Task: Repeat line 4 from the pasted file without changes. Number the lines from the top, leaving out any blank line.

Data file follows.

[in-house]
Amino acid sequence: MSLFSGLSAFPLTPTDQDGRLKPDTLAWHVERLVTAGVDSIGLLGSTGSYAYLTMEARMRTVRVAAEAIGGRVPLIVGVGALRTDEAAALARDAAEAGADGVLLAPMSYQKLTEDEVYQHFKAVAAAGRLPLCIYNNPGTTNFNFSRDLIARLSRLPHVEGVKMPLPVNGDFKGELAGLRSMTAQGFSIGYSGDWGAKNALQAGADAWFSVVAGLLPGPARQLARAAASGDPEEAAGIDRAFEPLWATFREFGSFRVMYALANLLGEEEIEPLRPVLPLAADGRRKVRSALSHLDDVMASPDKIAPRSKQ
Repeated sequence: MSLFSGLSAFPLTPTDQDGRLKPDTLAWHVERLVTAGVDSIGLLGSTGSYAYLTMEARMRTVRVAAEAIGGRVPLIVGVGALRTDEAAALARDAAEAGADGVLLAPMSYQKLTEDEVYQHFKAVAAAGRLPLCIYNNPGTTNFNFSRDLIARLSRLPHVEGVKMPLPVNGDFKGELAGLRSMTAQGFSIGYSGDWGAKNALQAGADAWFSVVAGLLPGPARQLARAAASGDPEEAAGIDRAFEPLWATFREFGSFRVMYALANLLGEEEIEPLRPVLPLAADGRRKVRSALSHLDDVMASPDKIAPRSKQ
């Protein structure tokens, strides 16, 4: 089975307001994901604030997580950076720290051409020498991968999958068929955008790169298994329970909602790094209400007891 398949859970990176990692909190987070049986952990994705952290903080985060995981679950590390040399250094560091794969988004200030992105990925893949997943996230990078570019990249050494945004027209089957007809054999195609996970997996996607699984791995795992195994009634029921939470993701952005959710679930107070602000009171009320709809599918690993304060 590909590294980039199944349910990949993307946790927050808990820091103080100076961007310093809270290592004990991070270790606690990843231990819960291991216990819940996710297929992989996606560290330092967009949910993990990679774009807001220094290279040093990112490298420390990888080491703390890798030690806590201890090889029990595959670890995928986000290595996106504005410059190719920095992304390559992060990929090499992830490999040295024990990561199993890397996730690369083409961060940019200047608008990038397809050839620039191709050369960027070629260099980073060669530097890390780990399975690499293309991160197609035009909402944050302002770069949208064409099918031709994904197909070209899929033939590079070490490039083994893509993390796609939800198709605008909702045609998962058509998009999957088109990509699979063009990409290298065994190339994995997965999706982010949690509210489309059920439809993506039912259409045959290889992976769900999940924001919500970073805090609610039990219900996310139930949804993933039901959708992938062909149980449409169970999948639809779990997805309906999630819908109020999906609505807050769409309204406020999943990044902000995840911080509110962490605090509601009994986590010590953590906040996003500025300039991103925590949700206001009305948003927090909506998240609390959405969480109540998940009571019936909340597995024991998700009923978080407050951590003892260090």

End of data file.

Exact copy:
């Protein structure tokens, strides 16, 4: 089975307001994901604030997580950076720290051409020498991968999958068929955008790169298994329970909602790094209400007891 398949859970990176990692909190987070049986952990994705952290903080985060995981679950590390040399250094560091794969988004200030992105990925893949997943996230990078570019990249050494945004027209089957007809054999195609996970997996996607699984791995795992195994009634029921939470993701952005959710679930107070602000009171009320709809599918690993304060 590909590294980039199944349910990949993307946790927050808990820091103080100076961007310093809270290592004990991070270790606690990843231990819960291991216990819940996710297929992989996606560290330092967009949910993990990679774009807001220094290279040093990112490298420390990888080491703390890798030690806590201890090889029990595959670890995928986000290595996106504005410059190719920095992304390559992060990929090499992830490999040295024990990561199993890397996730690369083409961060940019200047608008990038397809050839620039191709050369960027070629260099980073060669530097890390780990399975690499293309991160197609035009909402944050302002770069949208064409099918031709994904197909070209899929033939590079070490490039083994893509993390796609939800198709605008909702045609998962058509998009999957088109990509699979063009990409290298065994190339994995997965999706982010949690509210489309059920439809993506039912259409045959290889992976769900999940924001919500970073805090609610039990219900996310139930949804993933039901959708992938062909149980449409169970999948639809779990997805309906999630819908109020999906609505807050769409309204406020999943990044902000995840911080509110962490605090509601009994986590010590953590906040996003500025300039991103925590949700206001009305948003927090909506998240609390959405969480109540998940009571019936909340597995024991998700009923978080407050951590003892260090």